CHEF'S CORNER | Alphonso Simon of El Ranchon

El Ranchon is an institution in the Village in Magnolia. Started 20 years ago by Raul Lopez, and his sister Elva, the restaurant serves the Tex-Mex dishes popular in America. El Ranchon’s cook for the past 12 years is Alphonso Simon, 33, who grew up in Puebla State in Mexico and emigrated to Seattle as a young teenager.


Q: Where did you learn to cook?

Alphonso Simon: Here in this place, when I came to Seattle in 1998. And later on, they gave me the opportunity to be a chef. And now, 12 years here.


Q: Why did they offer you the opportunity?

Simon: We love to cook. We love my job. We love life. We try to do our best. We like working hard.


Q: Where are you from?

Simon: Puebla, two hours from Mexico City.


Q: Did you learn to cook at home?

Simon: No, here.


Q: Did you do any cooking when you were growing up?

Simon: No. My mother and grandmother, they cooked every day. I like to see when my father did the barbacoa.


Barbecue? Just like in America!

Simon: Yes.


Q: What did he cook? Pork? Or beef?

Simon: Mostly sheep or Borrego — lamb. Also cow. In Mexico, we like lamb and sheep more.

Q: Mexico is big — lots of different foods in different regions. In Puebla, did you eat rice?

Simon: Yes, rice. And made tortillas at home every day.


Q: What brought you to America?

Simon: In my country, I did farming. Beans and rice. Other people grew tomatoes.


So you had a garden at home.

Simon: Yes. I have many plants when I go (visit) my home in Mexico.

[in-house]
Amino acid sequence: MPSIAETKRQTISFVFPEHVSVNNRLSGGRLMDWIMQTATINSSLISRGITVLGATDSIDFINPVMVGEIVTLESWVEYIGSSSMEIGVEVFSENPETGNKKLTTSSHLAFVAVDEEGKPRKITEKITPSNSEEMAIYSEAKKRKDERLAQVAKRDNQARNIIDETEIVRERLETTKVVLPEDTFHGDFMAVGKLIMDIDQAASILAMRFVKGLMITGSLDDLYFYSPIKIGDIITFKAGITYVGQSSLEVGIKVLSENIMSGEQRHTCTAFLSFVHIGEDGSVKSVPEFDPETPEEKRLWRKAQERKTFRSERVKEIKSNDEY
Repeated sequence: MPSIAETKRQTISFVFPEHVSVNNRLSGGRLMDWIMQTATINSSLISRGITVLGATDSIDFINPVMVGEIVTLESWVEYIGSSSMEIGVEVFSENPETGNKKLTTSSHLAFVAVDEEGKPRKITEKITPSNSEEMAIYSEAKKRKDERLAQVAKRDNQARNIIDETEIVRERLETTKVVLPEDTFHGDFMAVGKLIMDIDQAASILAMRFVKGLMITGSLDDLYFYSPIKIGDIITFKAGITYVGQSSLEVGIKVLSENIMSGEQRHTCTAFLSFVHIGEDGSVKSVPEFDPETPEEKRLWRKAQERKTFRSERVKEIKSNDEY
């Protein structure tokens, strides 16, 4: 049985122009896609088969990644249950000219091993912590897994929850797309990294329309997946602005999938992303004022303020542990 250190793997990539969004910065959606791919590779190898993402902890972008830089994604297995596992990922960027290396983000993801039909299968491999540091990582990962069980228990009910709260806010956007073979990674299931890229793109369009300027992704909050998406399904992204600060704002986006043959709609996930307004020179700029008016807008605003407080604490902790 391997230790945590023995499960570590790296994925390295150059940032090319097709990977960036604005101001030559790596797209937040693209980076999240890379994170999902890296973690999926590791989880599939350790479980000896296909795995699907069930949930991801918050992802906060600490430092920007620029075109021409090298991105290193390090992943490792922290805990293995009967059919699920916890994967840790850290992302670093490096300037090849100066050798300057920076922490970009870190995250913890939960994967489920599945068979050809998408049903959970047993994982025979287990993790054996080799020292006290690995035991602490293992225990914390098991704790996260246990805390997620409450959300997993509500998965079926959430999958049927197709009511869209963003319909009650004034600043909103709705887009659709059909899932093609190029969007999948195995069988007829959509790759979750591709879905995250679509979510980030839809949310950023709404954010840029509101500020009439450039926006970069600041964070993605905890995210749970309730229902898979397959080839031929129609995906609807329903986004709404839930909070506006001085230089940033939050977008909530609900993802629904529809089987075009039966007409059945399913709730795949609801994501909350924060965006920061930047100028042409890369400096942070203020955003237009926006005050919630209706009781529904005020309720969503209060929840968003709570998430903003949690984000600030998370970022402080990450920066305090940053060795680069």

Q: Who brought you to Seattle?

Simon: My brother. He brought me here almost 19 years ago. First, I worked at Jalisco (Mexican Restaurant) No. 1. The little one. Now it’s closed.


Q: How did you learn to cook at El Ranchon?

Simon: I watched other people. How they cook. I like to cook. When you love something, everything is OK.


Q: How do you tell a good Mexican restaurant?

Simon: The flavors. The tasting.

Q: Is there a particular thing you look for at a restaurant, something that lets you know a restaurant is good?

Simon: The salsa.


Q: When you visit your family in Puebla, how is the food different from what you serve here?

Simon: The food is more fresh. You can go to the farm. Everything comes in the morning from the farm. The vegetables, the meat (butchered) that same day.


Q: What differences are there between American foods and Mexicans foods?

Simon: Americans have so many condiments.


Q: Condiments?

Simon: Yes. We have only a couple in Mexico.


Q: Are there foods in Mexico that we don’t eat in America?

Simon: I think everything is similar. In my country, we make mole.


Q: I’m not too familiar with that. It has chocolate?

Simon: They have so many spices. They serve it with bananas, cookies.


Q: Is Puebla close to the ocean? Do you cook fish?

Simon: Yes. We fry it, deep fry it. And shellfish, too. We put it in soup.


Q: What do you do for fun when you’re not working?

Simon: Soccer. In Mexico, we played on a team. When I was 14, 15. But when I came here, I didn’t have time to play.


Q: When you’re not cooking here, what do you make at home?

Simon: All the time we work in the restaurant. We’re working almost everyday. All day.


Q: Do you get ideas for food from other Mexican restaurants?

Simon: No, we all serve the same thing. People come to here for the same thing.


Q: Do you have family?

Simon: Yes, a wife and two daughters, 12 and 10. We live in Northgate.


Q: What do you do for fun with the family?

Simon: Sometimes go swimming. Sometimes watch a movie.


Q: Does your wife cook or do you cook?

Simon: Both cook.


Q: Is she from Puebla, too?

Simon: Yes. We’re going to take our daughters to see my parents. My father is 74 now, my mom is 65.

Q: So your daughters will see their grandparents?

Simon: Yes, this is the first time taking my daughters to Mexico.